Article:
NWC – 13th March – Austria

2016 Blanc de Blancs, Sepp Moser. I can’t recall many regions that don’t give sparkling wine a go. 100% Chardonnay, I tend to prefer when they stick to their indigenous grapes just for something different. 8 years down the line this was golden in the glass with a rich nose of brioche and honey. The palate had a real texture and was quite evolved, toffee apple and cream soda dominating some citrus fruits that are now in the background. Still enjoyable but perhaps past peak. £26

2023 Setinfeder, Lehensteiner. The first of three Gruner Veltliners. Pear drops, acetone, touch of sweet grape juice. More candy on palate with a better mid/finish of sweet pear and citrus. Simple. £10

2022 Federspeil, Nikolaihof. A muted combination of waxy lemon and lanolin on the nose gave little away. A good intensity of fruit, lemons and pears with stone fruit character emerging too and a pleasant savory finish. Would like to try this a few more years as it has potential but very primary currently. £20

2015 Urgestein Terrassen Smaragd, FX Pichler. A distinctive smell of wet rock and slate and citrus gave way to a serious concentration and intensity in the mouth with lemon, grapefruit, peach and orchard notes. The only of the three gruner’s that had any white pepper, usually a defining feature of the grape. There was some considerable debate though as to the longevity of this wine, I thought it had plenty of time in hand but other felt it had lost its energy and were worried about aging potential. £30

2022 Federspiel, Nikolaihof. From GV to Riesling and for one of the most usually recognisable grapes this wasn’t what I expected. Bruised apple and cider with herbal notes like tarragon. Good balance and acidity but odd, not a ‘correct’ bottle? £22

2014 Ried Loibenberg Federspeil, Knoll. Much more like it. Whilst some were saying they got a bit of classic petrol for me there was more baked apple pie and honey. Perhaps a touch of kerosene. Despite the sweet notes of the nose the front of the palate was dry and powerful. Incredible acidity, slightly dilute vs expectation though in an elegant and enjoyable way. Flavours of granny smith, greengages and other green/unripe fruit. Again, in a good way. Somewhere between German Riesling and Loire Chenin. Lovely stuff. £30

2020 Blaufrankish, Umathum. Curiously several of these wines were under glass stopper rather than cork or screw cap, a new one on me! A transparent ruby in the glass. Straightforward mix of red fruit, cranberry, pomegranate with some green notes on the finish. £15

2013 Blaufrankish, Umathum. A rusty brown colour with the extra 7 years though seemingly more concentrated. Not as expressive on the nose. Some nice cherry fruit at the front of the palate though perhaps a lacking a touch of acidity. For a modest wine it was in good shape and easy drinking if not complex. £15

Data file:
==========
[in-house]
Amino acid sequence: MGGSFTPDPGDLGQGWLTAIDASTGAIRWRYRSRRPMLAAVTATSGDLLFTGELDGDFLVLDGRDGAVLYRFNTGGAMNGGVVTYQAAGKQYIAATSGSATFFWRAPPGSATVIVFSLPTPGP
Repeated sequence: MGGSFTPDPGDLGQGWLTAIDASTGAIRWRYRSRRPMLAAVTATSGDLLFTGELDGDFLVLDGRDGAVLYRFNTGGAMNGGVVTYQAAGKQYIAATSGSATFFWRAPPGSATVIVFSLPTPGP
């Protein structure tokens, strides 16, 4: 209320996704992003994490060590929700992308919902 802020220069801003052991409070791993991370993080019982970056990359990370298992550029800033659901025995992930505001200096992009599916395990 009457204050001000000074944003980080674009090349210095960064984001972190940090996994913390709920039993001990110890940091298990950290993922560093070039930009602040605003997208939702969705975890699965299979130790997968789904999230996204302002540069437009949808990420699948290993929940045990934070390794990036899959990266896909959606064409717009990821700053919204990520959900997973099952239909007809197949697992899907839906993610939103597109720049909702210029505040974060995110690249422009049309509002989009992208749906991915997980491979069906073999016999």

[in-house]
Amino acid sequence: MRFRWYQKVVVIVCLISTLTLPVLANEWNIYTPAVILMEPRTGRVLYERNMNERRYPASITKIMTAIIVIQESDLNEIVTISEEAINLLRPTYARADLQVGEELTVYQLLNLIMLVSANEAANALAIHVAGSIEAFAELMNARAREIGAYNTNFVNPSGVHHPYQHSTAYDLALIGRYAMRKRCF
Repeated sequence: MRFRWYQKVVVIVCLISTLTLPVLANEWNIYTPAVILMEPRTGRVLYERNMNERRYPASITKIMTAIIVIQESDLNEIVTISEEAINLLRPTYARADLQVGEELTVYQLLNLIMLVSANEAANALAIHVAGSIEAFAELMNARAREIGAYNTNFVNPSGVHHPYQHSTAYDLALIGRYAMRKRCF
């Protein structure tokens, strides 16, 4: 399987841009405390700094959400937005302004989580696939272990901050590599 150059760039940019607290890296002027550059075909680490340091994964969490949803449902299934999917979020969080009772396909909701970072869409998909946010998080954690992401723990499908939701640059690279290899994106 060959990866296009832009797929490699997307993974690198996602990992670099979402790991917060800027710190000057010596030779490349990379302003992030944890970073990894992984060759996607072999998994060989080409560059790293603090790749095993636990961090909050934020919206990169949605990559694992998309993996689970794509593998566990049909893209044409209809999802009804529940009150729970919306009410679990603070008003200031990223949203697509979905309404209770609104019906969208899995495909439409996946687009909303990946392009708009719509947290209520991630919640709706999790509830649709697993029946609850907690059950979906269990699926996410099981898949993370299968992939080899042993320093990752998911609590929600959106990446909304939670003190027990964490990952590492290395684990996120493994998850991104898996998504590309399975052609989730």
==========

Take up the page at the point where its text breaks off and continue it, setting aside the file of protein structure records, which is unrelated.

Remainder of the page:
2020 Haideboden, Umathum. A field blend that contains Cab Suav, Zweigelt, Blaufrankish and Sankt Laurent. A flash of purple on deep ruby colour. It was hard to define its character, plum/damson and red apple but some black and blue fruits also appeared. Some enjoyed it but it split the jury. Put me in mind of a solid cru beaujolais in a rustic style. £21

2013 Heideboden, Renner. No link between the names of this and the last wine as it happens. Another field blend, usually with Merlot but not always. Unfortunately didnt make a note of what was in it this year. The age has seen this develop tertiary interest. A touch menthol and boot polish but also wild strawberry. Lots of cherry here too, surprisingly easy drinking. Quite a lot going on for the £15.

2021 Frauenkirchner, Umathum. A pair of Sankt Laurent’s now from Umathum. First a whiff of grape must followed by perfumed, heady, stewed fruits. Soft and juicy on the front of the palate giving way to lots of sour cherry, finishes a little short. £12

2010 Frauenkirchner von Stein, Sankt Laurent, Umathum. A single vineyard incarnation this time and 14 years down the line we were into some real mature flavours. The nose was smoky, herby and given tinged with burnt orange. The palate still had some cranberry and redcurrant fruit but an umami stock-pot note too. A long finish with a hint of tobacco. Lovely stuff that I would say is at its peak. £40

2003 Gabarinza, Heinrich. Back to the blends with 30% merlot, 40% Zweigelt and 30% Blaufrankish here. The nose was quite dominated by oak, both cedar and vanilla alongside a touch of green which people had thought meant there was some Cab Sauv in the blend. The fruits were quite sweet, plum and blackberry and a little bitter chocolate. Quite an international style, I much preferred the intriguing and subtle Sankt Laurent over this bruiser but it had plenty of admirers in the room. £40

2011 Beerensaulese, Umathum. A blend between gruner and bouvier. Honey and typical botrytis barley sugar nose. A little early grey tea on the finish was pleasant. Good value at £12 but lacking a little acidity, may have drunk better earlier in its life.

2009 Trockenbeerenauslese, Tement. By contrast had retained its acidity excellently, I think chiefly through its grape variety, Sauvignon Blanc. It was still honeyed on the nose but this time with some fragrant orange peel. Some tinned peach syrup lushness was a lovely foil to the depth of sugar. £25

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